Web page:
The 37 papers in this book were compiled with an overriding theme in mind: to provide the coal industry with a comprehensive source of information on how geology and geologic concepts can be applied to the many facets of coal resource location, extraction, and utilization. The chapters have been arranged to address the major coal geology subfields of Exploration and Reserve Definition, Reserve Estimation, Coalbed Methane, Underground Coal Gasification, Mining, Coal Quality Concerns, and Environmental Impacts, with papers distributed on the basis of their primary emphasis. To help guide one through the collection, the author has included prefaces at the beginning of each chapter. They are intended as a brief lead-in to the subject of the chapter and an acknowledgement of the papers' connections to the subject and contributions to the chapter. In addition, a brief cross-reference section has been included in each preface to help one find papers of interest in other chapters. The subfields of coal geology are intimately intertwined, and investigations in one area may impact problems in another area. Some subfields tend to blur at their edges, such as with reserve definition and reserve estimation. Papers have been processed separately for inclusion on the data base.

  5. Oxy-coal Combustion Studies

    SciTech Connect (OSTI)

    J. Wendt; E. Eddings; J. Lighty; T. Ring; P. Smith; J. Thornock; Y. Jia, W. Morris; J. Pedel; D. Rezeai; L. Wang; J. Zhang; K. Kelly

    2012-01-01T23:59:59.000Z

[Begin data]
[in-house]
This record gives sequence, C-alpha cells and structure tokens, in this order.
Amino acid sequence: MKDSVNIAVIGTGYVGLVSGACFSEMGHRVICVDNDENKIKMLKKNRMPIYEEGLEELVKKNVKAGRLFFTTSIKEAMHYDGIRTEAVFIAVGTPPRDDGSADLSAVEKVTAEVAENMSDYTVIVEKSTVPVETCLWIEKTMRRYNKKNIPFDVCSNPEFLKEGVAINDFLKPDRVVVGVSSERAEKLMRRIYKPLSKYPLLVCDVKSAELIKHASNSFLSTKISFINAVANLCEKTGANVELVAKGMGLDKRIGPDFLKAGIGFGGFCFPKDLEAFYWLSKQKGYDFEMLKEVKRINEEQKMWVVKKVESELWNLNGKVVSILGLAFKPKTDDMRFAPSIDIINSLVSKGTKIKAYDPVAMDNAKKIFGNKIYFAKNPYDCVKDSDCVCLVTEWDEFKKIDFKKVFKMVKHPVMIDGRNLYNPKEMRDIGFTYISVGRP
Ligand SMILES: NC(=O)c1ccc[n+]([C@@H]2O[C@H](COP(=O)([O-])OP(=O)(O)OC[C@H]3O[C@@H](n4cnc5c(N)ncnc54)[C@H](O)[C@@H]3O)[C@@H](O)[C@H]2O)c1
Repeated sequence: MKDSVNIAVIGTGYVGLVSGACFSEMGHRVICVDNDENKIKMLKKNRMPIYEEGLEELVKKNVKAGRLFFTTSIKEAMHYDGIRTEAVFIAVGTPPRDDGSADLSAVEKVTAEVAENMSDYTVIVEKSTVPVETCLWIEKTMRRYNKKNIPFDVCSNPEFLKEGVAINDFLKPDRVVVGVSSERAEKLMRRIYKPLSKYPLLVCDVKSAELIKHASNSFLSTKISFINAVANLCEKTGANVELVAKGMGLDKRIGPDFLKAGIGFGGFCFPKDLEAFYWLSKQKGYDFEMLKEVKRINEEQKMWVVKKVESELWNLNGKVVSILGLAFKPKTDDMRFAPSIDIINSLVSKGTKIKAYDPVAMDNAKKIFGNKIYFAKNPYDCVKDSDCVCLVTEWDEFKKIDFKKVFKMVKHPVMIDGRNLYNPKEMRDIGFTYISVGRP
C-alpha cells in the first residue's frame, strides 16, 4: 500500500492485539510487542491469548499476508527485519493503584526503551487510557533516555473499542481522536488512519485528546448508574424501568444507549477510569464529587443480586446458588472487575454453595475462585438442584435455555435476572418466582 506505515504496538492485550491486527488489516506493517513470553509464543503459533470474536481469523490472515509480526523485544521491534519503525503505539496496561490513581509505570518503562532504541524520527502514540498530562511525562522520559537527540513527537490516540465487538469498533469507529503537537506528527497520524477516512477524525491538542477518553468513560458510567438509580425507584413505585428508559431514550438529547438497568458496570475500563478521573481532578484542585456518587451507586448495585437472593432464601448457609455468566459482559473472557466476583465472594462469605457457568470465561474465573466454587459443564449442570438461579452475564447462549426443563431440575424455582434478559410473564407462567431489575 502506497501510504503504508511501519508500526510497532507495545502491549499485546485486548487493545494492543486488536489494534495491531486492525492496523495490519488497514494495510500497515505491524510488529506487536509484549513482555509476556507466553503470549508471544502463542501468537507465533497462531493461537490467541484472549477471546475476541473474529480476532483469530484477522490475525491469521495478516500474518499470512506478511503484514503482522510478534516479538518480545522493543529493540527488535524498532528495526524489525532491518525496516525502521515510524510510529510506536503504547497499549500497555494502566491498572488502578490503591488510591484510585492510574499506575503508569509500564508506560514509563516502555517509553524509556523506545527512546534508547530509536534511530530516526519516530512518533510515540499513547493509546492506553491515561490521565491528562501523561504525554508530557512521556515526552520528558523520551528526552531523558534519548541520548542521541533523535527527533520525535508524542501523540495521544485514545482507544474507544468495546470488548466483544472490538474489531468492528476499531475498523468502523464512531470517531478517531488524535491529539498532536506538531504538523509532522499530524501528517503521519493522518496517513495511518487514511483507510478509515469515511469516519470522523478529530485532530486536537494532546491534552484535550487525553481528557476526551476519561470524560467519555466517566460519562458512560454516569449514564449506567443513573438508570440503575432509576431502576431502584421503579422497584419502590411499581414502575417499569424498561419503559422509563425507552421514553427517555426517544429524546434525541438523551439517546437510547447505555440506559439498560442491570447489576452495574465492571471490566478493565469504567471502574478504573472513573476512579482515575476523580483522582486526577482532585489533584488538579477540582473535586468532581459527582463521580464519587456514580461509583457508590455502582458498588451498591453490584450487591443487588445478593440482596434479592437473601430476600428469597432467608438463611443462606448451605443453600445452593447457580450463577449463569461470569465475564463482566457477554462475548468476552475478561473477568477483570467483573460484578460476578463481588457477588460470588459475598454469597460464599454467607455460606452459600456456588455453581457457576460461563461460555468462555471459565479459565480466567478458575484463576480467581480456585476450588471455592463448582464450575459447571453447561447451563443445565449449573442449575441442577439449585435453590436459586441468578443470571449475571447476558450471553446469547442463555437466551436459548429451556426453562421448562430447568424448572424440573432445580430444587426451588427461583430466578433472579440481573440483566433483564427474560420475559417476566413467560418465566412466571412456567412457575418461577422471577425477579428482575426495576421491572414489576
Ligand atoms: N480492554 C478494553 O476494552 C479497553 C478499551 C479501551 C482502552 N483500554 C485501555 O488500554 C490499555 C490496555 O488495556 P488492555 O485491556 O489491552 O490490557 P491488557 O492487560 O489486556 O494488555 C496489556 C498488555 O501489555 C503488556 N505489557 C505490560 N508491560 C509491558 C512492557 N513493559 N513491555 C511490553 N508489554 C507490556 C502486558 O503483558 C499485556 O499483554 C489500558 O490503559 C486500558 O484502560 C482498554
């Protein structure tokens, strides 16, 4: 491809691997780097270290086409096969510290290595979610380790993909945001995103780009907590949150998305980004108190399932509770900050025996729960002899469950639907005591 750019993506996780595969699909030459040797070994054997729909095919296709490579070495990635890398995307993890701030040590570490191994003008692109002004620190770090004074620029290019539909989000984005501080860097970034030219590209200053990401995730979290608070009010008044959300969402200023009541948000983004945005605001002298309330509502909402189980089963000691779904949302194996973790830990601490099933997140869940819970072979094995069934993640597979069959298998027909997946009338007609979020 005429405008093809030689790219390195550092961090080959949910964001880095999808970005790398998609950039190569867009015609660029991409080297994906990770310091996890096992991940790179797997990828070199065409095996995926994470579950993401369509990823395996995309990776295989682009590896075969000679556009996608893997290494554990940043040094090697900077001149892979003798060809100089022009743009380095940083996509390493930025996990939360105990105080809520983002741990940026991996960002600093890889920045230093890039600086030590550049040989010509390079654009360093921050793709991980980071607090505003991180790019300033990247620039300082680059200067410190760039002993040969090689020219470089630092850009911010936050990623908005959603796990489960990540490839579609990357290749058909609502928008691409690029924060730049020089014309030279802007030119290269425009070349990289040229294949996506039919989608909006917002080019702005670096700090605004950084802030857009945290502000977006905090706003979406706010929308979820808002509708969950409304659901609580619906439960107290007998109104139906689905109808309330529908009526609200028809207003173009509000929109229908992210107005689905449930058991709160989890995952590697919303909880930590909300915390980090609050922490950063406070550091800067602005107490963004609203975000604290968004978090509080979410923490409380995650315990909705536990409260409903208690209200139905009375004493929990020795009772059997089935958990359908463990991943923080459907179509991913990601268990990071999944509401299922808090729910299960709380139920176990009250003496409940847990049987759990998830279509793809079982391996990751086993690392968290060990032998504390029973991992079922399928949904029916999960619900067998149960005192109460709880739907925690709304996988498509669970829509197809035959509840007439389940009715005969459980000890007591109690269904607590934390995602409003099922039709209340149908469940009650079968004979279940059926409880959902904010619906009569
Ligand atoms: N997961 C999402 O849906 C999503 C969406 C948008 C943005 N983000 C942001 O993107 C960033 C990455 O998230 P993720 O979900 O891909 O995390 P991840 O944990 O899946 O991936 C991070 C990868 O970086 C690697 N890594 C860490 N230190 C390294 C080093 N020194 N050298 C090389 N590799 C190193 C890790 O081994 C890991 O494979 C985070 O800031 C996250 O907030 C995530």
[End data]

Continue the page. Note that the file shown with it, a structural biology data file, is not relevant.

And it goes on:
The objective of this project is to move toward the development of a predictive capability with quantified uncertainty bounds for pilot-scale, single-burner, oxy-coal operation. This validation research brings together multi-scale experimental measurements and computer simulations. The combination of simulation development and validation experiments is designed to lead to predictive tools for the performance of existing air fired pulverized coal boilers that have been retrofitted to various oxy-firing configurations. In addition, this report also describes novel research results related to oxy-combustion in circulating fluidized beds. For pulverized coal combustion configurations, particular attention is focused on the effect of oxy-firing on ignition and coal-flame stability, and on the subsequent partitioning mechanisms of the ash aerosol. To these ends, the project has focused on the following: â?¢ The development of reliable Large Eddy Simulations (LES) of oxy-coal flames using the Direct Quadrature Method of Moments (DQMOM) (Subtask 3.1). The simulations were validated for both non-reacting particle-laden jets and oxy-coal flames. â?¢ The modifications of an existing oxy-coal combustor to allow operation with high levels of input oxygen to enable in-situ laser diagnostic measurements as well as the development of strategies for directed oxygen injection (Subtask 3.2). Flame stability was quantified for various burner configurations. One configuration that was explored was to inject all the oxygen as a pure gas within an annular oxygen lance, with burner aerodynamics controlling the subsequent mixing. â?¢ The development of Particle Image Velocimetry (PIV) for identification of velocity fields in turbulent oxy-coal flames in order to provide high-fidelity data for the validation of oxy-coal simulation models (Subtask 3.3). Initial efforts utilized a laboratory diffusion flame, first using gas-fuel and later a pulverized-coal flame to ensure the methodology was properly implemented and that all necessary data and image-processing techniques were fully developed. Success at this stage of development led to application of the diagnostics in a large-scale oxy-fuel combustor (OFC). â?¢ The impact of oxy-coal-fired vs. air-fired environments on SO{sub x} (SO{sub 2}, SO{sub 3}) emissions during coal combustion in a pilot-scale circulating fluidized-bed (CFB) (Subtask 3.4). Profiles of species concentration and temperature were obtained for both conditions, and profiles of temperature over a wide range of O{sub 2} concentration were studied for oxy-firing conditions. The effect of limestone addition on SO{sub 2} and SO{sub 3} emissions were also examined for both air- and oxy- firing conditions. â?¢ The investigation of O{sub 2}/CO{sub 2} and O{sub 2}/N{sub 2} environments on SO{sub 2 emissions during coal combustion in a bench-scale single-particle fluidized-bed reactor (Subtask 3.5). Moreover, the sulfation mechanisms of limestone in O{sub 2}/CO{sub 2} and O{sub 2}/N{sub 2} environments were studied, and a generalized gassolid and diffusion-reaction single-particle model was developed to study the effect of major operating variables. â?¢ The investigation of the effect of oxy-coal combustion on ash formation, particle size distributions (PSD), and size-segregated elemental composition in a drop-tube furnace and the 100 kW OFC (Subtask 3.6). In particular, the effect of coal type and flue gas recycle (FGR, OFC only) was investigated.